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Movie Review: ‘The Lost King’ is true story of the search for the grave of Richard III

March 22, 2023 Updated Thu., March 23, 2023 at 2:54 p.m.

By Ann Hornaday Washington Post

“The Lost King” gets off to a pacey, involving start, with the help of a slashing, gestural musical score reminiscent of Bernard Herrmann at his Hitchcockian best.

The rest of “The Lost King” might not live up to that initial urgency, but it takes on its own gentle momentum. Sally Hawkins plays Philippa Langley, a sort-of-single mother of two (more on that later) living in Edinburgh who becomes obsessed with Richard III, the English king who, thanks to Shakespeare’s play bearing his name, will forever be known as the hunchbacked schemer who had his nephews killed to claim the throne.

Well, maybe not forever. “The Lost King” recounts how Langley spearheaded a campaign to find and exhume Richard’s remains, an effort that came to fruition in 2012 in a Leicester parking lot. Directed by Stephen Frears (“Philomena”) from a script by Steve Coogan and Jeff Pope – and based on Langley’s memoir of the event – “The Lost King” obeys the contours of the classic underdog story, in this case about an unassuming woman who defies credentialed authorities, pompous skeptics, her own insecurities and Shakespeare himself to literally dig up a truth that has been distorted and erased for centuries.

Despite Frears’ most energetic attempts to infuse suspense into the material (including hiring Alexandre Desplat to write that terrific Herrmann-ian music), it can’t be said that “The Lost King” is anything but predictable. But its pleasures and compensations lie not in plotty complications or some third-act twist, but in the humanity that suffuses an enterprise that is borne of obsession but achieves a form of transcendence. Hawkins plays Langley – who can be glimpsed in one of the film’s final scenes, during Richard’s reburial – as a harried, somewhat hollowed-out character. As in real life, she suffers from chronic fatigue, and because of that, and a fragile demeanor, she’s constantly underestimated. But throughout “The Lost King,” Philippa is also a fighter, whether it’s for a better job at the office or pursuing justice for a man who, she increasingly comes to believe, was slandered in the name of revisionist Tudor propaganda.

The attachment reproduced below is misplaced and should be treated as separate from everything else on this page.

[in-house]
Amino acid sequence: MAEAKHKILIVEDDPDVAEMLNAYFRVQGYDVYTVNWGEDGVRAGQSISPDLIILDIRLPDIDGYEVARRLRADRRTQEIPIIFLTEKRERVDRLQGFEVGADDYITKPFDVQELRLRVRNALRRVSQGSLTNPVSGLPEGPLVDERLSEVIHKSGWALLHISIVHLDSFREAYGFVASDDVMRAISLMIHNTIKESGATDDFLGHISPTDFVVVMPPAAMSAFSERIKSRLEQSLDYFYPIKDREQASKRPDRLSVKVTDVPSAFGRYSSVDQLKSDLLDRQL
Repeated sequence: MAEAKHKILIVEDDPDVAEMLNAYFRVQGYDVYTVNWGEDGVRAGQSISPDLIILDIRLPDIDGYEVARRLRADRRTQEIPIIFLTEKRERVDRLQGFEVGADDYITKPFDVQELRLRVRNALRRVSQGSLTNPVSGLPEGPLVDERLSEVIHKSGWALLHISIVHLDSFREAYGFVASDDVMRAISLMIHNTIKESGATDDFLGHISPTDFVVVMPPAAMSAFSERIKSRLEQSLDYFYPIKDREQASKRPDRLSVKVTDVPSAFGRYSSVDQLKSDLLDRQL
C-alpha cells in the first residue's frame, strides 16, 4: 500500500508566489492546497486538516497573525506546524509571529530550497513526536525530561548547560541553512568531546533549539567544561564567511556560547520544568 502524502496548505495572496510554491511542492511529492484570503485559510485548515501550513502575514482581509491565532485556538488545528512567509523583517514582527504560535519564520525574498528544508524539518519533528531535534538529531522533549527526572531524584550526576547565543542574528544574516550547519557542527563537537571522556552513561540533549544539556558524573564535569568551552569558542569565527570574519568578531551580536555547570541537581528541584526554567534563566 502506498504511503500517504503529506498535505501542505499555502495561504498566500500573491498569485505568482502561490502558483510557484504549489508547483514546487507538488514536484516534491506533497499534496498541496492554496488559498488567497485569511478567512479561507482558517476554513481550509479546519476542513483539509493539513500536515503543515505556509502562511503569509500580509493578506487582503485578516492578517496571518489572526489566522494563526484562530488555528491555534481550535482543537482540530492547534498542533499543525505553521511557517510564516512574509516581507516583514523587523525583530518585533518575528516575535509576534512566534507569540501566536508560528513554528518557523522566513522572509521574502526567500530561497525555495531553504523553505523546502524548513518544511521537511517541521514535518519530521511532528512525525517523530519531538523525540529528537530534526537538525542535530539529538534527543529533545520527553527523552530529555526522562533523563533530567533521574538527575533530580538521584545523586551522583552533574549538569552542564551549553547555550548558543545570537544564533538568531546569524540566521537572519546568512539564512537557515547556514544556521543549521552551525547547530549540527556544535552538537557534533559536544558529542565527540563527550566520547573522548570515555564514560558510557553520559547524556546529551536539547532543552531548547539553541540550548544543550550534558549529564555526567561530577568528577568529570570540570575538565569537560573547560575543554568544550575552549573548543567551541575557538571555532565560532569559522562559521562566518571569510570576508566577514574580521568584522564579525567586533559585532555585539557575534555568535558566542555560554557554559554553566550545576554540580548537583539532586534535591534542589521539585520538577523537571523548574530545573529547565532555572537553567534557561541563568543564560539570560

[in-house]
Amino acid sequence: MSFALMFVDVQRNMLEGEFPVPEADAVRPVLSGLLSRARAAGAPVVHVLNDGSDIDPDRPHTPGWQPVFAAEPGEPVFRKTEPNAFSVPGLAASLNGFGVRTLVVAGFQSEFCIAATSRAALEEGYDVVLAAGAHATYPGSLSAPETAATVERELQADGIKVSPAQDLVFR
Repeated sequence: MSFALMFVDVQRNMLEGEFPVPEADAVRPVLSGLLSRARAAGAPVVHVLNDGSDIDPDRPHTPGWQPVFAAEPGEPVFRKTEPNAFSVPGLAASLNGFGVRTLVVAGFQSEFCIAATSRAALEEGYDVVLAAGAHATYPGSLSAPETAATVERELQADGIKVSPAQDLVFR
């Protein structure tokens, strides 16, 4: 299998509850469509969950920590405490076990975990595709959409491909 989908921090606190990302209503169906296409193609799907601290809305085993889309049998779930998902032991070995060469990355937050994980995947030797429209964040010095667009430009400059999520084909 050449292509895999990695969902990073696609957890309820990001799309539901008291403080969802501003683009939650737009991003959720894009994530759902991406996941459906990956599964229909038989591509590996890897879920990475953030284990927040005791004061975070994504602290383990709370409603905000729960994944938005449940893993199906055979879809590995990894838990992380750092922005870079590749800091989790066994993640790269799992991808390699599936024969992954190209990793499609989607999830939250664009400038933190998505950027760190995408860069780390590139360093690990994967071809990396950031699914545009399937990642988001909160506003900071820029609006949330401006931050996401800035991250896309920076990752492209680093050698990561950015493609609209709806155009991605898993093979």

She’s also juggling an untraditional home life: She and her husband, John, portrayed in a mordantly sympathetic performance by Coogan, are separated but clearly still love each other, and he (mostly) unquestioningly takes on the care of their two teenage sons while she attends meetings of the local Ricardian society and lobbies the University of Leicester for archaeological support. One of the strengths of “The Lost King” is that the filmmakers let Phillipa and John be: No tearful reunions or melodramatic fights here, just the daily business of making a family work, in the most healthy and loving way one knows how. (Another strength is the full advantage Frears takes of fabulous locations in Edinburgh and Leicester.)

That low-key embrace of difference extends to Philippa’s mystical connection to Richard, personified by the wonderful Harry Lloyd in magical-realist scenes of spiritual communion. Reportedly, the real-life Langley really was driven by an almost psychic sense of where she would ultimately find Richard – up to and including the letter “R” appearing at an opportune moment. Rather than fuzzy-wuzzy sentimentalism, that liminal space between objective reality and the netherworld is presented as a natural, if exceedingly rare, fact of life.

Ultimately, “The Lost King” centers on Plantagenet-worthy politics when the bigwigs at the University of Leicester try to elbow Philippa out of her due credit for finding Richard’s remains. (Unsurprisingly, that fight was rekindled with the U.K. release of the film.) With Hawkins’ alternately elfin and flinty performance at its center, “The Lost King” winds up being a paean to amateurism and unconventionality. Greatness comes in all shapes, sizes and packages; genius can take any number of forms. Hidden depths are everywhere. You just have to know where to look, and do a little digging.

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